My mother is offering her factory forewoman my first novel for Christmas.
“I see her reading the newspaper all the time in the booth above the sewing machines,” she says before leaving for work one December morning. “I’d like to give her a book. One of yours.”
I spend an entire day pondering an appropriate dedication for a woman I’ll never know, except through a few details my mother has mentioned. She is Chinese. She is fat, rarely impatient, and she is a newspaper reader. Finally I scribble, “To Mary, Merry Christmas. Thank you so much for being nice to my mom.”
Later that evening, we wrap the book in snowmen-covered Christmas paper, tie a red ribbon around it, then pin a card to it with both my mother’s and Mary’s names.
My mother tells me that she will tell Mary, “My daughter wrote this book.” We say it many times together. “My daughter wrote this book. My daughter wrote this book.” I imagine this daughter as a child my mother and I both share, my own dream offspring, whom I call Sophie after the tormented narrator of the novel my mother’s giving to Mary.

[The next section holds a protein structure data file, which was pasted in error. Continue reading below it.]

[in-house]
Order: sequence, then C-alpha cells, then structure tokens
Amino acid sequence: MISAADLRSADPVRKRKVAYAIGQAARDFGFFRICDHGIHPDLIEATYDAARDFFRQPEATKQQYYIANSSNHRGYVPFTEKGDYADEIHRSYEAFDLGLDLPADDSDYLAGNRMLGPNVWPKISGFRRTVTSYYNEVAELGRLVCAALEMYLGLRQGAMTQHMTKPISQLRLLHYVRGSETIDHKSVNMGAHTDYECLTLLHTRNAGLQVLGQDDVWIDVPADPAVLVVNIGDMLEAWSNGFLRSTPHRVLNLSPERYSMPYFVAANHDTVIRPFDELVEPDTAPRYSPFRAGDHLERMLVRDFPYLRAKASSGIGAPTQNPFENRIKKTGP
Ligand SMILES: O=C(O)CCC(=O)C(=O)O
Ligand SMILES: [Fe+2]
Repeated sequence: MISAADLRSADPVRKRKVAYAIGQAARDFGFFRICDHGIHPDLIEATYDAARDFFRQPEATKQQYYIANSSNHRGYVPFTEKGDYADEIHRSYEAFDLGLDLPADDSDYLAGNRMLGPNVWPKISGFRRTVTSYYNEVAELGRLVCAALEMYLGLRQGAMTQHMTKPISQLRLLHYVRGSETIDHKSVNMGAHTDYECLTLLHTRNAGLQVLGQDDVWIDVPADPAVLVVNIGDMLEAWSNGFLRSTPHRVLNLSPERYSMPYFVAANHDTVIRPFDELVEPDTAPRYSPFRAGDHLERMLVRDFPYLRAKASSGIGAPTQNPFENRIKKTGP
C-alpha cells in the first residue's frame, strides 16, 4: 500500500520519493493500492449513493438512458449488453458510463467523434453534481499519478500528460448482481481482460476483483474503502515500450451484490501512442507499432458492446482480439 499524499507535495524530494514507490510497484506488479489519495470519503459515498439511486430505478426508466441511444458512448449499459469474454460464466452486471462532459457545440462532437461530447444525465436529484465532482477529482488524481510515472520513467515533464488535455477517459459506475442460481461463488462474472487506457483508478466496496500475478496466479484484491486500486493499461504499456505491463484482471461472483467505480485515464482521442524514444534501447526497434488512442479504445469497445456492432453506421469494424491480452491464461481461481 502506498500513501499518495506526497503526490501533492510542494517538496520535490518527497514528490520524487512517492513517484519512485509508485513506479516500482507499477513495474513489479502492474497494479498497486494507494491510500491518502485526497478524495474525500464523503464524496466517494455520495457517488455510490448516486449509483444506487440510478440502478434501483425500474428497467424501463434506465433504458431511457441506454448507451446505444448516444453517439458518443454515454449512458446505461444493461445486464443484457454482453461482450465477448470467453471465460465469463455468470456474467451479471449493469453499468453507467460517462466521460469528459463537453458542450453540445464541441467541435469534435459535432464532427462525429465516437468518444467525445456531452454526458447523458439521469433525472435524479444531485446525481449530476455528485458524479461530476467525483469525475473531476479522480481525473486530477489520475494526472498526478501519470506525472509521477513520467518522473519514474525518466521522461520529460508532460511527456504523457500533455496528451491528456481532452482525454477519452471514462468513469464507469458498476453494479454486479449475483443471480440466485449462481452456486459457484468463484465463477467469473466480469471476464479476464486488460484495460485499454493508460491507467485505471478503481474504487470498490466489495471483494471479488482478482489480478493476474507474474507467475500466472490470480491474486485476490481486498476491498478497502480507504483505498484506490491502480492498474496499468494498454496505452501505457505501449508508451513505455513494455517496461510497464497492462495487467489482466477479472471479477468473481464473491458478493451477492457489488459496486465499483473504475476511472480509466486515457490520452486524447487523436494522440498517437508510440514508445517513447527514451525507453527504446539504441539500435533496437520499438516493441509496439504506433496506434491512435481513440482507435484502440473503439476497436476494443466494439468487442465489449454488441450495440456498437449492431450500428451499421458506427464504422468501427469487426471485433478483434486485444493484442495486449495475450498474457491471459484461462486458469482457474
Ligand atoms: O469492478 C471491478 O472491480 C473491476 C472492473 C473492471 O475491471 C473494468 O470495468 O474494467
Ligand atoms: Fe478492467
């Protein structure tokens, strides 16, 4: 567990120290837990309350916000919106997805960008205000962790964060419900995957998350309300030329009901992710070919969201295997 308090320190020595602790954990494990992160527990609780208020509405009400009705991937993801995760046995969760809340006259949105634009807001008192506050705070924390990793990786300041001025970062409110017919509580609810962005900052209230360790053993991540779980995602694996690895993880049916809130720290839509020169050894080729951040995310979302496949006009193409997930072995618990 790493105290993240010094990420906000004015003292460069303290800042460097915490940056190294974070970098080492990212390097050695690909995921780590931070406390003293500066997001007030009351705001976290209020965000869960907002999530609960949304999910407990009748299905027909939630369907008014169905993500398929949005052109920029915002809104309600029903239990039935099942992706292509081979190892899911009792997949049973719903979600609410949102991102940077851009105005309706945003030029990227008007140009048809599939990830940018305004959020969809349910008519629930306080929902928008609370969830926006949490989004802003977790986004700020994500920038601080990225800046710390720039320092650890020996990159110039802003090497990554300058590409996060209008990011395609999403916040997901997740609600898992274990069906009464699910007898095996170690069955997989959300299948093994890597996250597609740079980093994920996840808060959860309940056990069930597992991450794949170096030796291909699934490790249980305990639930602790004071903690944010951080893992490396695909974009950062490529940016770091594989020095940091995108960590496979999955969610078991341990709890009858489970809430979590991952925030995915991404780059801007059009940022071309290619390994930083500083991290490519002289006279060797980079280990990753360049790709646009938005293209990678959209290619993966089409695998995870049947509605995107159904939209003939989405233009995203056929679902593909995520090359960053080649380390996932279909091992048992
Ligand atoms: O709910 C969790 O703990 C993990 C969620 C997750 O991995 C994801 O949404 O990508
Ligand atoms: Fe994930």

I once went with my mother to another factory from which she’d been laid off. We had gone there to pick up some money she was owed for making two dozen purses a day at minimum wage. The room was dim and dusty, the air laden with tiny leather and thread particles that the large overhead fans spun in a hazy whirlpool above the crammed rows of antique Singers. I couldn’t imagine my mother spending every day there, and not getting paid on top of it. But at 15, my anger was useless. I could only make vows. This would never be my life. I would never work for anyone. I would write books.